Common questions about Spanish Moss. How long does it grow?
1. What's the typical length of Spanish Moss?How long does Spanish moss grow is not a simple question. The cascading lengths of spanish moss seen on trees are really a matt of many entangled spanish moss strands. Spanish Moss will naturally tangle because of the scales on each tendril. It is unavoidable.
A single strand will generally continue to sprout offshoots if left to grow in ideal circumstances, but in reality, those offshoots will begin to tangle with each other. Over time, the entangled strands become a matt of live and dead spanish moss, as the innermost strands die because of lack of light and air. The strands on the fringes continue growing, creating that cascading soft feathery look of new tendrils hanging from a fatter cluster of moss.
The moss that is shipped will naturally be tangled during packaging. The same general effect of long cascading spanish moss can be created by devoting some time and creativity in creating different lengths of moss.
2. Is it a Parasite?A Spanish moss grows on trees, but it does not put roots in the tree, nor does it take nutrients from it. The plant thrives on rain and fog, sunlight, and airborne or waterborne dust and debris.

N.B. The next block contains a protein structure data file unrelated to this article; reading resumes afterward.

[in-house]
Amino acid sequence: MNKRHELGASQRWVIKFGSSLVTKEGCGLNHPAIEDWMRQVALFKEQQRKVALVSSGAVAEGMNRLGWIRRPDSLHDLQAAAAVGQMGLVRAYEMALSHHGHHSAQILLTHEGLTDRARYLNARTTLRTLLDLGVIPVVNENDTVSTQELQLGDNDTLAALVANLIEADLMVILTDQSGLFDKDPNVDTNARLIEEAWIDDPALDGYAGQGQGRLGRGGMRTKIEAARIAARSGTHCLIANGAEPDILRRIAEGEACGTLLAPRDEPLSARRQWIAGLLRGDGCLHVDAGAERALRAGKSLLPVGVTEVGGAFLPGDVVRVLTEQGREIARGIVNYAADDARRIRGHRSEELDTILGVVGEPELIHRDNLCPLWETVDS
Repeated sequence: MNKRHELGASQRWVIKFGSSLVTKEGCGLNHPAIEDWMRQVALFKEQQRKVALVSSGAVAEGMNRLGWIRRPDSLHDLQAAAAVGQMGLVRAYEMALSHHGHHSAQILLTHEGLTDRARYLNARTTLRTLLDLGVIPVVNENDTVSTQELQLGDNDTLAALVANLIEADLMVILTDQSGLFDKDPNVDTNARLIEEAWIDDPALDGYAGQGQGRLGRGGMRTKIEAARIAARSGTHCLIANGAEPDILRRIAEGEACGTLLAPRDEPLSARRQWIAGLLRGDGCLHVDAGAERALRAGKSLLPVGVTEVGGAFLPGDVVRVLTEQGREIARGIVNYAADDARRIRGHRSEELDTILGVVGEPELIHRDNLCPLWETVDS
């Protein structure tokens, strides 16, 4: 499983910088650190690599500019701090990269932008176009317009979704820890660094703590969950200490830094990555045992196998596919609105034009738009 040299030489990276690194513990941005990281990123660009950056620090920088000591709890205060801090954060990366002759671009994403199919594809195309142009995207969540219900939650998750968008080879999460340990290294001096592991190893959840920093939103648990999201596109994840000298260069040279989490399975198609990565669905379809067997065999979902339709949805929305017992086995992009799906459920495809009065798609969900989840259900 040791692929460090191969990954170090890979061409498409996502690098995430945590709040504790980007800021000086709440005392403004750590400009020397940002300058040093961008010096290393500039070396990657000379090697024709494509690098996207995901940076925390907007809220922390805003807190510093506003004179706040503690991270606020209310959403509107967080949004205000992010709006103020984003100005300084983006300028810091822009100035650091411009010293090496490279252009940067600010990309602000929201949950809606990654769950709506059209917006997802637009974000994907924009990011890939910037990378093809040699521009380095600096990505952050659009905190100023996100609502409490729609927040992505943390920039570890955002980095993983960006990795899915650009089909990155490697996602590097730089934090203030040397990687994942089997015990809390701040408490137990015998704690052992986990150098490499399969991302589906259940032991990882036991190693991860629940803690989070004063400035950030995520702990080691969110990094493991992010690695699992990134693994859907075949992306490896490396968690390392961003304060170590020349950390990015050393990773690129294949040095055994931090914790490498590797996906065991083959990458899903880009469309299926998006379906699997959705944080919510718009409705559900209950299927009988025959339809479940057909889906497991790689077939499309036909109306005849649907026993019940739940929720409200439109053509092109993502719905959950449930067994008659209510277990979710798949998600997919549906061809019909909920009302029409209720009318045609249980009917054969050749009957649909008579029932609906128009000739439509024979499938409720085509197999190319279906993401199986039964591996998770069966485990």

3. How does it Feed?The surface of Spanish moss is covered with tiny gray scales that trap water until the plant can absorb it. The plant's tissues can hold more water than the plant needs to keep it through dry periods. When the tissues plump up after a rain, Spanish moss appears more green. As the water is used, it returns to a gray hue.
4. What is the quickest way to propagate?Spanish moss is more likely to propagate by fragmented pieces of plant called festoons. When a festoon is broken off and carried by wind or birds, it will begin to grow if it lands in an acceptable place. See Growing Spanish Moss
5. How do the seeds travel?
Spanish Moss seeds have feathery appendages like dandelion seeds that allow them to float through the air to other habitats.
6. What's the origin of its name?
It has been said that Native Americans told French explorers that the plant was called Itla-okla, which meant "tree hair". The French were reminded of the Spanish conquistadors' long beards, so they called it Barbe Espagnol, or "Spanish Beard". The Spaniards got back at them by calling the plant Cabello Frances, or "French Hair". The French name won out, and as time went by Spanish Beard changed to Spanish moss.
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